Back at the community center, I watch Tekovete crouch slightly and start using his hands to follow a rhythm, just as I’ve seen him do onstage.
He starts rapping lines from his hit song “Haupéicha” (“And That’s How”). The percussive sounds of the strongly delivered Guaraní syllables fill the sonic space.
My mind automatically inserts the string samples from traditional Paraguayan music that I’ve heard so often in the song’s recorded version:
“Añe’ẽta ñane retã paraguáipe oikóva.
Sa’i ñai la jaikóa jaikatuháicha,
Ha heta oĩ la omondáva oiko haguã la oikose lája.
Mboriahu mboriahúndi ojejukapáta ha umi ipirapiréva atu opuka,
oñembosarái ñande rehe.”
(“I’m going to speak about what’s happening in our Paraguay.
A few of us live within our means,
While so many steal so they can live with plenty.
Poor people kill other poor people while the rich laugh.
They play games with us.”)
The socially charged lyrics hit hard here in Santa Ana, one of Asunción’s poorest neighborhoods, racked by drugs and gangs. The children listen, transfixed, while some of the adults in the hall nod in knowing approval.
Looking out through the hall’s open door onto the dusty, unpaved street, I can’t help but think back to a previous, chillier visit.
In the winter of 2019, I pulled on a sweatshirt as a fisherman ferried me through the deep, murky waters that filled these streets.
The Paraguay River had flooded, and I was in Santa Ana to report on the deluge. Only a few, determined residents remained, waiting out the water on the second stories or roofs of their homes. Guaraní folk music blared through a handful of dry speakers. As we floated past, the roof-bound residents greeted the good-humored oarsman merrily, their speech peppered with the whoops of laughter that often appear rhythmically in the Amerindian language.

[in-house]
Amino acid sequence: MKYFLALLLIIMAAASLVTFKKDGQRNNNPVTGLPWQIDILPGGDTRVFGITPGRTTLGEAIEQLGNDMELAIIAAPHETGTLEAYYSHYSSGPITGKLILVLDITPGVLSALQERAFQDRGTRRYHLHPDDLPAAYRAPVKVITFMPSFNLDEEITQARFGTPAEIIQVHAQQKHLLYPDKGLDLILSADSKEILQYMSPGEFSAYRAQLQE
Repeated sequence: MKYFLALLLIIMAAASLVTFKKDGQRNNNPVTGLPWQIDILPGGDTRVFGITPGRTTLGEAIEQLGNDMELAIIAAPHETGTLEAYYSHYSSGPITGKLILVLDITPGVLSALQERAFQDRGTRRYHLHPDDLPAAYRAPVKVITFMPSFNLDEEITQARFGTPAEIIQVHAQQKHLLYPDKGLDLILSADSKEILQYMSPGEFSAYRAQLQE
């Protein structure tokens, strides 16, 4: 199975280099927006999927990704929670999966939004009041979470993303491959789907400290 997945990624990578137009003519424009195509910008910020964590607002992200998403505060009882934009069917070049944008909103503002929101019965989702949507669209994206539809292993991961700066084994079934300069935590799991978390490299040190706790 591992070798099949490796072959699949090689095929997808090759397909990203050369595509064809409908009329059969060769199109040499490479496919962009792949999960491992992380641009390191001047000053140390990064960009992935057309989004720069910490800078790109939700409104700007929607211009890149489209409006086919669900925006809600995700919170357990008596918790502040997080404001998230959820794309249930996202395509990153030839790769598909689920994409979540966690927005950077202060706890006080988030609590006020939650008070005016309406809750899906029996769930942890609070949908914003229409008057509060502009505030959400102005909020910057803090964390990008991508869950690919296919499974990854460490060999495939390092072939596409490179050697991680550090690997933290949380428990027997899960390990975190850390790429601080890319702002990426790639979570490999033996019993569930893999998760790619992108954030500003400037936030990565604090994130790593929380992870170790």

Santa Ana forms part of Asunción’s Bañados, a series of impoverished neighborhoods built on low-lying land alongside the Paraguay River. The river’s cyclical floods — now being intensified by climate change — periodically force Bañados residents to relocate to precarious, improvised shelters in Asunción’s public squares. There they often face strong discrimination from the wealthier residents of the city.
Back at the Santa Rosa Community Workshop, a faded, poster-size picture of Santa Rosa de Lima — a saint known for caring for the poor — now hangs above the door. It’s a fitting image for the center, whose walls are peeling and yard is overgrown. As the country’s health system crumbled during the pandemic and several high-profile corruption cases engulfed the government, Paraguay’s poorest suffered the most. Cultural activities at the community center ceased as the site became one of the countless ollas populares — communally run and funded kitchens — that sprang up across the country.
“So many families were coming here to eat,” says Antonio “Pantu” González, a local musician in his 20s.
(Alongside the hip-hoppers, he’s trying to breathe life back into the cultural center; he’ll be giving a batucada — a substyle of samba — drumming workshop to the same children a bit later.)
In marginalized Santa Ana, the sound of defiance and empowerment is music.
Four-and-a-half thousand miles away in New York City, Curtis Sherrod, a first-generation hip-hopper from the Bronx, says he sees similarities between the movement he helped ignite and the rise of Tekovete and other Guaraní-speaking artists.